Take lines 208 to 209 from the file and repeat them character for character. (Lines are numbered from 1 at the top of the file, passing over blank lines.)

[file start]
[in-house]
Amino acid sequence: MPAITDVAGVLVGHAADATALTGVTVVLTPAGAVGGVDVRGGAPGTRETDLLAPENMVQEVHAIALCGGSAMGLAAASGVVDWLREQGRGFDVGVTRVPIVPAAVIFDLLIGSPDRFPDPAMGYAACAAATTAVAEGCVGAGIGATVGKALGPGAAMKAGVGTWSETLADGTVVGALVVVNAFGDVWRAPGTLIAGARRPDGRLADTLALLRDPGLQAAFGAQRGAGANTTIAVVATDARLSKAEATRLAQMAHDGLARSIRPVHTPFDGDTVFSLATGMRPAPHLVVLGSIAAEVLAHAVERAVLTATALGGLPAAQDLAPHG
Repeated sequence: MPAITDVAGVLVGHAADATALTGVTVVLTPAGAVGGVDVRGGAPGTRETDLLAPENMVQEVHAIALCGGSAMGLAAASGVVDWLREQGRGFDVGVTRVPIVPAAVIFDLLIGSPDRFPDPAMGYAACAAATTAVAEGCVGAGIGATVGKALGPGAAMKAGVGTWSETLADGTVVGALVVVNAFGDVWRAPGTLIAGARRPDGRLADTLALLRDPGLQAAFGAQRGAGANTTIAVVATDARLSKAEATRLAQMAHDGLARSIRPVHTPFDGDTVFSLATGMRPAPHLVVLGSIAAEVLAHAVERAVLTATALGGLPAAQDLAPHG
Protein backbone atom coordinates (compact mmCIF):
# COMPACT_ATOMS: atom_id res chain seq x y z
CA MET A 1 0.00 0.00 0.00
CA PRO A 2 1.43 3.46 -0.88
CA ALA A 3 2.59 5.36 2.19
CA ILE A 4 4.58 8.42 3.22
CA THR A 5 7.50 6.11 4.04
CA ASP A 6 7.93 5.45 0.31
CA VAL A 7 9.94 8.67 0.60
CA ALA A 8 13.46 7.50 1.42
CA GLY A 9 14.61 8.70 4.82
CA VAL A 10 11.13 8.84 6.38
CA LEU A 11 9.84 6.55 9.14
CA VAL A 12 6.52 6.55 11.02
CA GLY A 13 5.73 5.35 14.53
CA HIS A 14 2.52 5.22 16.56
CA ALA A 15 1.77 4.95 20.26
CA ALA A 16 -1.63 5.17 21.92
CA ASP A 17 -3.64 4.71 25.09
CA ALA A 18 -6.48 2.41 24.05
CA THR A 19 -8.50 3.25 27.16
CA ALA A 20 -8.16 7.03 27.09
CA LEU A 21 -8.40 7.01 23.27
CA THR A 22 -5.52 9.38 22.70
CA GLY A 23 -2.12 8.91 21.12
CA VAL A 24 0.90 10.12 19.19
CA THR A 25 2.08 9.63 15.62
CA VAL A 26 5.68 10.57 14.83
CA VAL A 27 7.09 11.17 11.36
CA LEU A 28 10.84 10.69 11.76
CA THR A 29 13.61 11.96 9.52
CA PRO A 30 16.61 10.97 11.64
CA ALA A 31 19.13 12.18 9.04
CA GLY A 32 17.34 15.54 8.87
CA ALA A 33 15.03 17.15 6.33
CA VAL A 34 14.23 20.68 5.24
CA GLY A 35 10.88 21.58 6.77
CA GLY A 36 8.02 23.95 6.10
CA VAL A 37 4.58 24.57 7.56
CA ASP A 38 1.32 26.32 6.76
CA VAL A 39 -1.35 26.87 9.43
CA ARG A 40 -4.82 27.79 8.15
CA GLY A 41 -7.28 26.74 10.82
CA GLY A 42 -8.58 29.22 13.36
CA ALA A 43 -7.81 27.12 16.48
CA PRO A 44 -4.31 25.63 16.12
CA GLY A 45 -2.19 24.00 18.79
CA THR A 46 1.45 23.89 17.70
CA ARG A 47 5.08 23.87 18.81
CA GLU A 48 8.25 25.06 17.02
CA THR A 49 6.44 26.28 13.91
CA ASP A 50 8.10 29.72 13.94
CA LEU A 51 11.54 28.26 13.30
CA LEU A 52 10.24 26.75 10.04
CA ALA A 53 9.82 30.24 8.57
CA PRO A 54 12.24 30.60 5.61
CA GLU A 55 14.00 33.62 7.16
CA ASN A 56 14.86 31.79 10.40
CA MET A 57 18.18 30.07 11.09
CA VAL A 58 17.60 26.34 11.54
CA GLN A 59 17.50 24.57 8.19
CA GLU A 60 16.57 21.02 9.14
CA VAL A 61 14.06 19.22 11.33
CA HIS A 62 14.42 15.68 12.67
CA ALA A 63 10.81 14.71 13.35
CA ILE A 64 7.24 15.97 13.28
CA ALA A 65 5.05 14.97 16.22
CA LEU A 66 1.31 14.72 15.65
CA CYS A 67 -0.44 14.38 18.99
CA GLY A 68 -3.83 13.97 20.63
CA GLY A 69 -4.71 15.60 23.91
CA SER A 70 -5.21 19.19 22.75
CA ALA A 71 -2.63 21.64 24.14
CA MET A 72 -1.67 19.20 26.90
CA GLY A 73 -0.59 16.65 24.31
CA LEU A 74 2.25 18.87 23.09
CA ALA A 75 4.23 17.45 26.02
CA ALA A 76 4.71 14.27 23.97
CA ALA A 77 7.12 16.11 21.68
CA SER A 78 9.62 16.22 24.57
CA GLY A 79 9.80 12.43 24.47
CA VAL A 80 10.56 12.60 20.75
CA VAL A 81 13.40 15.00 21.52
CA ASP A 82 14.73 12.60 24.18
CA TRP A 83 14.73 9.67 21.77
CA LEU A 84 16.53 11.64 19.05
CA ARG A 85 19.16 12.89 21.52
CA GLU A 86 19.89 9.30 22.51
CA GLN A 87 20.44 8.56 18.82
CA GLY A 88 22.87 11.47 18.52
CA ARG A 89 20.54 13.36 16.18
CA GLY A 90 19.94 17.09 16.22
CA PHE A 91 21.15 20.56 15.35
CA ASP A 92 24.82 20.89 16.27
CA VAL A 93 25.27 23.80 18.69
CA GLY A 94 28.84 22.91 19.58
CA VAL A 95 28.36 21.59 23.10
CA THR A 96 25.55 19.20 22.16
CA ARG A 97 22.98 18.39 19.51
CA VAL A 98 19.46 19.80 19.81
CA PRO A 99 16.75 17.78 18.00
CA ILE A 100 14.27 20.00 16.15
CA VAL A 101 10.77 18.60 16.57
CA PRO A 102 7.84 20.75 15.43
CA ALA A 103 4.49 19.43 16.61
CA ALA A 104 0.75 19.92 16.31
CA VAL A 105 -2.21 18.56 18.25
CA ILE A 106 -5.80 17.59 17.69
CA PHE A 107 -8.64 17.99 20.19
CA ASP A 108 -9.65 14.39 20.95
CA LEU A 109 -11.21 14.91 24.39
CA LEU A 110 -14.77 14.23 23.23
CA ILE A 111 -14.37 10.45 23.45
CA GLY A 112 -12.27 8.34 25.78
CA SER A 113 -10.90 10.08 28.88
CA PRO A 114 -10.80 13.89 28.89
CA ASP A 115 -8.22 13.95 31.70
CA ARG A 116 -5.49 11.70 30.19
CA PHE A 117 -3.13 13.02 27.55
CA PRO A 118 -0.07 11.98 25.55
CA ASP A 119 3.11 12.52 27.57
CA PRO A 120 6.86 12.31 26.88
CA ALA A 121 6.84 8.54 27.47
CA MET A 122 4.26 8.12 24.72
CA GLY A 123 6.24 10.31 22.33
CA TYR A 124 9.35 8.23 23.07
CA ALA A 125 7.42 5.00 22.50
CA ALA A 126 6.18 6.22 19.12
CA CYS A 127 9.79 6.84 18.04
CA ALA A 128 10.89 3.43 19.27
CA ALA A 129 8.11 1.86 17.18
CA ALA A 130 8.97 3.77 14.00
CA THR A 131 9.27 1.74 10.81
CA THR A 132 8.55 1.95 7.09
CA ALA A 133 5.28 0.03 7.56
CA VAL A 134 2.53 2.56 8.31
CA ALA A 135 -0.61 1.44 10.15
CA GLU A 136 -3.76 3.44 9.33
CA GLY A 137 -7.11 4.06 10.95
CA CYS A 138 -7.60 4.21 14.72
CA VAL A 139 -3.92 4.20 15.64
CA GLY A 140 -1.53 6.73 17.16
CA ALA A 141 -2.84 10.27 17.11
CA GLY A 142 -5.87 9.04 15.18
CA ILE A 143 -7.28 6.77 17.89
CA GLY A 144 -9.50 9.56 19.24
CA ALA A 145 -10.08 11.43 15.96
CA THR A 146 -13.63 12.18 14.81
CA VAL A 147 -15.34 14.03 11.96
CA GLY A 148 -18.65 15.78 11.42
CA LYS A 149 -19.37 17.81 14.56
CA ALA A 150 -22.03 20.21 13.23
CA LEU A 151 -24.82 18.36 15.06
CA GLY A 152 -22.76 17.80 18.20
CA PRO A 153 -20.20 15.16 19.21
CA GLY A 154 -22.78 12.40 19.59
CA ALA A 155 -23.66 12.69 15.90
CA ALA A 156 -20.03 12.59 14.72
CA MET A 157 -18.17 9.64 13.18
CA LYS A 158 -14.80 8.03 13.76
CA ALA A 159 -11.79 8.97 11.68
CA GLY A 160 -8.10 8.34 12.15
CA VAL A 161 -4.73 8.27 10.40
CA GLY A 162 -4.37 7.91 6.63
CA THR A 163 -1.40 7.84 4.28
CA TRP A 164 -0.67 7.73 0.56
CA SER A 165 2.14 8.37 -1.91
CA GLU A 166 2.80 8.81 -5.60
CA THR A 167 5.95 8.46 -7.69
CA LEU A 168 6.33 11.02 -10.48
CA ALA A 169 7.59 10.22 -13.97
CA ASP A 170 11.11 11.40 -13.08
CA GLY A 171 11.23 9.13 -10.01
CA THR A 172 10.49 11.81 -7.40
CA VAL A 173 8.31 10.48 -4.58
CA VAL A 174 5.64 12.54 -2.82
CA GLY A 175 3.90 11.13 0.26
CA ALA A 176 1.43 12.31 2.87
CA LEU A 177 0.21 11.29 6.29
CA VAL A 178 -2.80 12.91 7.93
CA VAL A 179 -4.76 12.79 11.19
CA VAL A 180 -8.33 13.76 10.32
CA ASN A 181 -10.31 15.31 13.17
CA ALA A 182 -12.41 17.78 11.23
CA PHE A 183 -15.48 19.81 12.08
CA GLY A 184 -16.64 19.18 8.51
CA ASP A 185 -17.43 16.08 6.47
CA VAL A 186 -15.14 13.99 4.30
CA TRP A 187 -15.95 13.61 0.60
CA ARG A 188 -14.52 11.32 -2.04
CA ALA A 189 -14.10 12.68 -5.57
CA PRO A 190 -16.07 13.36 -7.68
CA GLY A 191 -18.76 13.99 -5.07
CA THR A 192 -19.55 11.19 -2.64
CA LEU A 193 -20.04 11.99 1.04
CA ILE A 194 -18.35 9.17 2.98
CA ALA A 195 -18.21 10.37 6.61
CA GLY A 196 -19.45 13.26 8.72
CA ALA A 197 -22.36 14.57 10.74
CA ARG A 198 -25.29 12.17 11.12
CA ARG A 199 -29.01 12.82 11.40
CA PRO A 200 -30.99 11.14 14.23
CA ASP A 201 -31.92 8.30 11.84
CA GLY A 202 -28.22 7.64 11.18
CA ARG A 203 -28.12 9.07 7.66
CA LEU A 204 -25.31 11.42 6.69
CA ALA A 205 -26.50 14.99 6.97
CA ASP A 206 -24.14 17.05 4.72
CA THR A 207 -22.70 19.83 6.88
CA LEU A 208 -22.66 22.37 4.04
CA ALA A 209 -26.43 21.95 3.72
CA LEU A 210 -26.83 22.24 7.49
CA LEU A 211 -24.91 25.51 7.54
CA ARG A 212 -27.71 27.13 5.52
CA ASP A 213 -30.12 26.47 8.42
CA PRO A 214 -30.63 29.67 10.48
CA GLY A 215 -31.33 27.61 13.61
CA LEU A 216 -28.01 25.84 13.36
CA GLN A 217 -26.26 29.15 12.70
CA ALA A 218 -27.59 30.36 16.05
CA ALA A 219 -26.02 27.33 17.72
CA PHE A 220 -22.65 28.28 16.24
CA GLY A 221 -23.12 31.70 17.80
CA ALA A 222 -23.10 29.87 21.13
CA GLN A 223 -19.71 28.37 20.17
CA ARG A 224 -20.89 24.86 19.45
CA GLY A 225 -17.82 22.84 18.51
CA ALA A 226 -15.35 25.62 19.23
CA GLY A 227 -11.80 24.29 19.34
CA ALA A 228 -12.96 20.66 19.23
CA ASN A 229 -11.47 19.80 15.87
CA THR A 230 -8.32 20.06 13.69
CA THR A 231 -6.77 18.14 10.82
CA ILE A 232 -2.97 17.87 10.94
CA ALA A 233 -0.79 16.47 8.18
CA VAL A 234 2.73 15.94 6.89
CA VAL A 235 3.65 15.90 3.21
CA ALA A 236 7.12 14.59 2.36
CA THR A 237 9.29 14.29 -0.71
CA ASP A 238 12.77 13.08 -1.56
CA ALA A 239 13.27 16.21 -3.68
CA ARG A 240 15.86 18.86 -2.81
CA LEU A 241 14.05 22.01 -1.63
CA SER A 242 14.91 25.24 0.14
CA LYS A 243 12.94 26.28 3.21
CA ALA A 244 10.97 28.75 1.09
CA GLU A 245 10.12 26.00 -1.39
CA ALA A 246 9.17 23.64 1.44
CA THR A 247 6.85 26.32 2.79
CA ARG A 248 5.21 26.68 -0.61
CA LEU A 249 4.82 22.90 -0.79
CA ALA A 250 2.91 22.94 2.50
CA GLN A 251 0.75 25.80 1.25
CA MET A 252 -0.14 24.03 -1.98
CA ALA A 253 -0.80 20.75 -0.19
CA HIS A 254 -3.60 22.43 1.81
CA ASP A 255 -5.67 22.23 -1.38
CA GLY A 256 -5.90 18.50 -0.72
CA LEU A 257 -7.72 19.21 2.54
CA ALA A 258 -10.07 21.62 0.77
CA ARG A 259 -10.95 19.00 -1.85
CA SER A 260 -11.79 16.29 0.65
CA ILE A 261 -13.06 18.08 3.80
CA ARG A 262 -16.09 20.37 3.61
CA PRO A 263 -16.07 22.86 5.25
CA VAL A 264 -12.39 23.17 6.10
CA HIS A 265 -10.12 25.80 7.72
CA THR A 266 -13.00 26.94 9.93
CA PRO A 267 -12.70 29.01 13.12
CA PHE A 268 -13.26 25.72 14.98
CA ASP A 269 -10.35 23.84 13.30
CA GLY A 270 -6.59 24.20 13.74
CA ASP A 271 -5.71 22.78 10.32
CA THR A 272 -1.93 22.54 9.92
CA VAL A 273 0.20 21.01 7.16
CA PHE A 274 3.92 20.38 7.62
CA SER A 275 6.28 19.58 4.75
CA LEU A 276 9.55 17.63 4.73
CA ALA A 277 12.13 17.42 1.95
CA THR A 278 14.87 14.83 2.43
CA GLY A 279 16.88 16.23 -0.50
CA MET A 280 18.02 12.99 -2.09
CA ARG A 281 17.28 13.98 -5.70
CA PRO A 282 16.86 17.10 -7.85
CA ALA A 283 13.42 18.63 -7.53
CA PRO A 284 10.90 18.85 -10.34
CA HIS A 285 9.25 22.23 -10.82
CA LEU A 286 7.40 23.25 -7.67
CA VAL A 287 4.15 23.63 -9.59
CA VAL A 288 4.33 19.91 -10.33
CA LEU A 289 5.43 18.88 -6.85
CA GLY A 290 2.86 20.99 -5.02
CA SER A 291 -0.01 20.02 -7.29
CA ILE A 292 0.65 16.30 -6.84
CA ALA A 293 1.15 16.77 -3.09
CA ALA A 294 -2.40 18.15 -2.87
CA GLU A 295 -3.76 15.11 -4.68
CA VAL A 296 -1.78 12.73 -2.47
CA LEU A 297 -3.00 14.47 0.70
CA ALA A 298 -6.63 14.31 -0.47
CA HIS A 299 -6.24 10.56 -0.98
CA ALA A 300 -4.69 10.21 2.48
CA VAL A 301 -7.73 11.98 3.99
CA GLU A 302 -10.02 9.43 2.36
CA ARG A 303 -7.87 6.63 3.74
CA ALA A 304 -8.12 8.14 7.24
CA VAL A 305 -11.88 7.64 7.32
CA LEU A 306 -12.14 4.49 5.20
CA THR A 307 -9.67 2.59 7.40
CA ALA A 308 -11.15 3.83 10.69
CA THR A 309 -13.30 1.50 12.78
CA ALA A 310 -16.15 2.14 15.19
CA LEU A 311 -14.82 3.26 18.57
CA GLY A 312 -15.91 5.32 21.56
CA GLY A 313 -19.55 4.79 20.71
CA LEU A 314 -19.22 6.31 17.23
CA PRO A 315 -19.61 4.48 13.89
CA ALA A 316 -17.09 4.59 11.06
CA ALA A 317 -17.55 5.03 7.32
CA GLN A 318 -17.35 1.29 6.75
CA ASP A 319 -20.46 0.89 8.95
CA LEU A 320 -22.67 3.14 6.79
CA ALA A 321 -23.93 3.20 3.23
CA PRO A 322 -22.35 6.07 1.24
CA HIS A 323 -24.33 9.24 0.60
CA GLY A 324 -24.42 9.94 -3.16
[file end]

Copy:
CA ARG A 203 -28.12 9.07 7.66
CA LEU A 204 -25.31 11.42 6.69